Sacramento’s Office Market is Eager for Stability
By Cole Sweatt, Brokerage Manager, Sacramento Region, TRI Commercial
Now that we’ve had the chance to analyze the data from the first two quarters of 2021, it seems that consumers and businesses are experiencing positive trends throughout Northern California. However, the initial recovery has come with challenges, including semiconductor shortages, supply chain disruptions and increased commodity prices due to a confluence of demand from consumers. We have seen relief in some of these sectors, which has led to increased production and the stabilization of commodity pricing. Although inflation should curb a bit this year, this would seem to be a temporary activity as average inflation over the next couple years is projected to be higher than the average of the prior decade.
How is the office sector reacting, particularly in the capitol region near Sacramento? Office sales have been lukewarm in the first part of 2021. Investment strategies continue to change due to economic uncertainty and the long-term goals of companies occupying real estate. Employees have continued to trickle back into the office, but many employers have extended their stay-at-home and/or part-time policies through the fourth quarter of this year. As a result, the market is trending toward a flight to credit and quality.
The largest deal to date was the sale of the Zigguarat building in West Sacramento for $90 million ($241 per square foot). It is occupied by the State of California’s Department of General Services. The buyer, Nome Partners, purchased two more government-occupied buildings on Market Boulevard totaling 315,400 square feet for $57.5 million ($182 per square foot). Traditionally, owners have been mostly local, but we have seen an influx of investors on a national platform, which underscores the region’s strong composition and forward positioning.
Like most cities in Northern California and across the nation, Sacramento has experienced lukewarm activity on the leasing side. Net absorption trended in negative territory for the first time since 2011. That trend has continued through the second quarter of 2021. The current overall vacancy rate sits at 10.1 percent, resulting in negative 0.2 percent rent growth over the past 12 months. The government is the metro region’s largest employer and occupier, and two of the area’s largest leases to date are from the government sector.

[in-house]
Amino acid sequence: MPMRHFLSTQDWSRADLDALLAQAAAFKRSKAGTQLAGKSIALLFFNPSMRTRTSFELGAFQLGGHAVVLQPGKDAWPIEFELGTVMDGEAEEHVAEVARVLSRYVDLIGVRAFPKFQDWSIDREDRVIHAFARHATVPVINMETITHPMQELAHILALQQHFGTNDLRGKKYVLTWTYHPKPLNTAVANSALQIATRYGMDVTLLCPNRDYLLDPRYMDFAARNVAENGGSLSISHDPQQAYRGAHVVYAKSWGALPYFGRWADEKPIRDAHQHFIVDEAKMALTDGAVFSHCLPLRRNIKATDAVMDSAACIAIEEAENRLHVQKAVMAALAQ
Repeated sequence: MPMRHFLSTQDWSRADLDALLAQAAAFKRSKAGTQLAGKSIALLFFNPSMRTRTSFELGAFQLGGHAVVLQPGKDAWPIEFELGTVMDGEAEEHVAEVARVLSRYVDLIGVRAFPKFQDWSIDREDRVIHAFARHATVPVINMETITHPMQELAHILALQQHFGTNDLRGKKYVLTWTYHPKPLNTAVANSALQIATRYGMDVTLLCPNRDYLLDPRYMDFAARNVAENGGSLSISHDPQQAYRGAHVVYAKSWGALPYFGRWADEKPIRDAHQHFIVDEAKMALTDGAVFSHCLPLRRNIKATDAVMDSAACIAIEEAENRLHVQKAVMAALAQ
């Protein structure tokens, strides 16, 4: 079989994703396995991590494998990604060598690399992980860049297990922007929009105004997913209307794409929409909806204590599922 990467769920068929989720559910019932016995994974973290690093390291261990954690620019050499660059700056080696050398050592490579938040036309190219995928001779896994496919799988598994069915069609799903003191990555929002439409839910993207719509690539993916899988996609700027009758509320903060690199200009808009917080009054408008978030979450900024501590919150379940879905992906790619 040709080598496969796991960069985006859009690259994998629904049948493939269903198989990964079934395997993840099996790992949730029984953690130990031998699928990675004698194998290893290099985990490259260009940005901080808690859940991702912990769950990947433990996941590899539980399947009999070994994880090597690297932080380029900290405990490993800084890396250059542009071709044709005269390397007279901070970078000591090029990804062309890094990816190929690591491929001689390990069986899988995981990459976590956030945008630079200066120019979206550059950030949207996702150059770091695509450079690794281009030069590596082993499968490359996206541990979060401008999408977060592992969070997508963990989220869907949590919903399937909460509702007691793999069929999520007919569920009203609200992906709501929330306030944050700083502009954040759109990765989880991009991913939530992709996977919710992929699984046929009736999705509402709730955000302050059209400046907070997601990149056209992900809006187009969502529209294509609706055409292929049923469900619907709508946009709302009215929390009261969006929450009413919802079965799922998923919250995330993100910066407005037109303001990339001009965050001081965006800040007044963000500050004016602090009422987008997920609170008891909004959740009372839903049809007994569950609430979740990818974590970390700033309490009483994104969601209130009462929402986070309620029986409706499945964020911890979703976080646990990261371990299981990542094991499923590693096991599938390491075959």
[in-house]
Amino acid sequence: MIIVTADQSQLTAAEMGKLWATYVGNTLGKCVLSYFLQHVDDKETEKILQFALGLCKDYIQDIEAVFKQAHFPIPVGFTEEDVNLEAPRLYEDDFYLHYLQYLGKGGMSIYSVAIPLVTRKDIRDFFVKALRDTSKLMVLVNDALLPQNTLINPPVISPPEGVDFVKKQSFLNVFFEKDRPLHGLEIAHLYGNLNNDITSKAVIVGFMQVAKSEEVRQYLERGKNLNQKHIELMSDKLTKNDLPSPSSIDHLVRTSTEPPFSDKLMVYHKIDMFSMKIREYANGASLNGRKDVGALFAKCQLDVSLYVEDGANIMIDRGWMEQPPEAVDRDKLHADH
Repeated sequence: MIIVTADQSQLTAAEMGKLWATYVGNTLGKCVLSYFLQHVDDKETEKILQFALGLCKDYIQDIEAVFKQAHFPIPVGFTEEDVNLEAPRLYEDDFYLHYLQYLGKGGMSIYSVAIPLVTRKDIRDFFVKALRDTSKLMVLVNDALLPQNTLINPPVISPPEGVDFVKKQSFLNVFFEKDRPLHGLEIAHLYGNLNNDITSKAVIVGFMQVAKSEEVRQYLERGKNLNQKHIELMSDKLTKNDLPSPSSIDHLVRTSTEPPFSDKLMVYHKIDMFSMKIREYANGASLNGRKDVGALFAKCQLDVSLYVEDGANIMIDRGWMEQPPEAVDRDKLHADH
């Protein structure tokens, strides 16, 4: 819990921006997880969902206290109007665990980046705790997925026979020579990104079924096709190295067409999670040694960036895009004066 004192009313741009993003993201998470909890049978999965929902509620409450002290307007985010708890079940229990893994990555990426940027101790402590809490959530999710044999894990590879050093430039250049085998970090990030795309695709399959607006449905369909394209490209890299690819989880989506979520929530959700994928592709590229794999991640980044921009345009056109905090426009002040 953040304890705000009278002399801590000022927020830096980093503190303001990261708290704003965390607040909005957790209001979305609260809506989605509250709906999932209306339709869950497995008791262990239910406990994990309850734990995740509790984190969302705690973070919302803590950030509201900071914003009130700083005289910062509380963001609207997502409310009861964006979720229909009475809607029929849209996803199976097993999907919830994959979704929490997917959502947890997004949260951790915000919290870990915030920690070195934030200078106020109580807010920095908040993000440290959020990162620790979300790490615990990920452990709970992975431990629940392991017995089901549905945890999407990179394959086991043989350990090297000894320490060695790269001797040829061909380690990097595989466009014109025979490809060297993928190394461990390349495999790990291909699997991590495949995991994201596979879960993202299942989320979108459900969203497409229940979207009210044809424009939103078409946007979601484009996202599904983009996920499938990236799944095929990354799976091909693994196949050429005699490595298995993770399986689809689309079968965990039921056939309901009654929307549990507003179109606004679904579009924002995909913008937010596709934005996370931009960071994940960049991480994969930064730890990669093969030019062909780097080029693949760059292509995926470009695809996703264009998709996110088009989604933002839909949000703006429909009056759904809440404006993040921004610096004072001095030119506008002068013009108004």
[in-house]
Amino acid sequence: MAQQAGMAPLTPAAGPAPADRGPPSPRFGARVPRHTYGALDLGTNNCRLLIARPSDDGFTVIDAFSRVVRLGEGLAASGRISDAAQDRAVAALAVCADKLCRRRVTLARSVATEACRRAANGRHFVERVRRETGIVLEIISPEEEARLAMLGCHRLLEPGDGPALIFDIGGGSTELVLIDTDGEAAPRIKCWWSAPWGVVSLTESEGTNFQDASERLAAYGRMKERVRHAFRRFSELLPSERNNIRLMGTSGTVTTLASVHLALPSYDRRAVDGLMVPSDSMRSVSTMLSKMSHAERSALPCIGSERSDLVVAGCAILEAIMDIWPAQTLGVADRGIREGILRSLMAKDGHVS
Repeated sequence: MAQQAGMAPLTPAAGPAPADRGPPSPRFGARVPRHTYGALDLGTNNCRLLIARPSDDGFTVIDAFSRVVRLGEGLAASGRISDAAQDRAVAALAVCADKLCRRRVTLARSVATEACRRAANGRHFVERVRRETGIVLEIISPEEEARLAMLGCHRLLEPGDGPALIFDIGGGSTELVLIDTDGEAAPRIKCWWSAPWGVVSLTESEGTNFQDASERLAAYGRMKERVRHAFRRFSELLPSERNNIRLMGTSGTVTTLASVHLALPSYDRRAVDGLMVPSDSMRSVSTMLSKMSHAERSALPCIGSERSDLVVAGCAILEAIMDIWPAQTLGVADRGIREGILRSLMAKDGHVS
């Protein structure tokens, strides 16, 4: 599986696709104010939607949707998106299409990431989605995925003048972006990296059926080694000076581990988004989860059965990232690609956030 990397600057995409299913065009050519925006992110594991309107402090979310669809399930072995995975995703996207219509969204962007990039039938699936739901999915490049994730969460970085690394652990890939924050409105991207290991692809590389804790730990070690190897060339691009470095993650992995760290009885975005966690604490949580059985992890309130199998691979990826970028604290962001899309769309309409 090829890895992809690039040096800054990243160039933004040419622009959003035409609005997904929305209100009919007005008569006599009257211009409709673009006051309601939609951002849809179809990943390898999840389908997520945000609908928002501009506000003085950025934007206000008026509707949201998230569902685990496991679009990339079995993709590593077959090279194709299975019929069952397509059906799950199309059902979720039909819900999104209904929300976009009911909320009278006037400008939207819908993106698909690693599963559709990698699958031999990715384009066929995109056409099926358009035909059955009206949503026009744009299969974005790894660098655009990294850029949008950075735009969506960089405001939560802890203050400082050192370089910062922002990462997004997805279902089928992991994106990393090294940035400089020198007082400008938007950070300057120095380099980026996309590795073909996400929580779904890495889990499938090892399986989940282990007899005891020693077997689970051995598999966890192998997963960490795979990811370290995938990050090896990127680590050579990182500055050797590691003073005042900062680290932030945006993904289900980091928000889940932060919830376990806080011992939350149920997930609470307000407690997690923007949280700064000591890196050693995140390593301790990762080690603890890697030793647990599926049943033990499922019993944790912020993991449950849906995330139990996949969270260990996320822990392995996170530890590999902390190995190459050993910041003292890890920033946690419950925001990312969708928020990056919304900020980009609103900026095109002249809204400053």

Medical users are another strong category in the Sacramento region. UC Davis has leased 262,000 square feet since the first quarter of 2020. The university has plans to break ground in early 2022 on Aggie Square, a 1.2-million-square-foot, 25-acre development in South Sacramento geared toward attracting tech and life sciences tenants. The project will also feature classroom space and housing units.
On the construction side, the majority of the 2.3 million square feet under construction is projected to be occupied by various government agencies. The vacated office space will contribute to the increased vacancy in the region. On a positive note, minimal speculative development has occurred since 2010, leaving Sacramento in a strong position for a steady recovery.
Many people are also curious as to how much ghost office space is really on the market, as well as what may happen long-term if another COVID shutdown occurs. Companies with strong cash positions can weather the COVID storm. The greater concern is the sustainability of small- to mid-sized companies. Beyond that, new college graduates may have a degree, but they still need to have a mentor to be trained and people require a collaborative atmospher to spur innovation. Due to liability concerns, companies and developers need to find that delicate balance as they seek to provide safe, productive work environments.
A forward-thinking Rabin Company development in downtown Oakland is addressing these issues. This redevelopment project offers fresh tenant improvements with independent HVAC systems on each floor of the building and the ability to control airflow to a single office. I believe office demand will continue to lag for the next two to three years. The added emphasis on employee health will also lead developers and employers to seek expanded work areas and private office landscapes. There is a social side of business that does not get satisfied with email or Zoom calls. Northern California office demand will rebound, but only after the country stabilizes and recovers from this pandemic.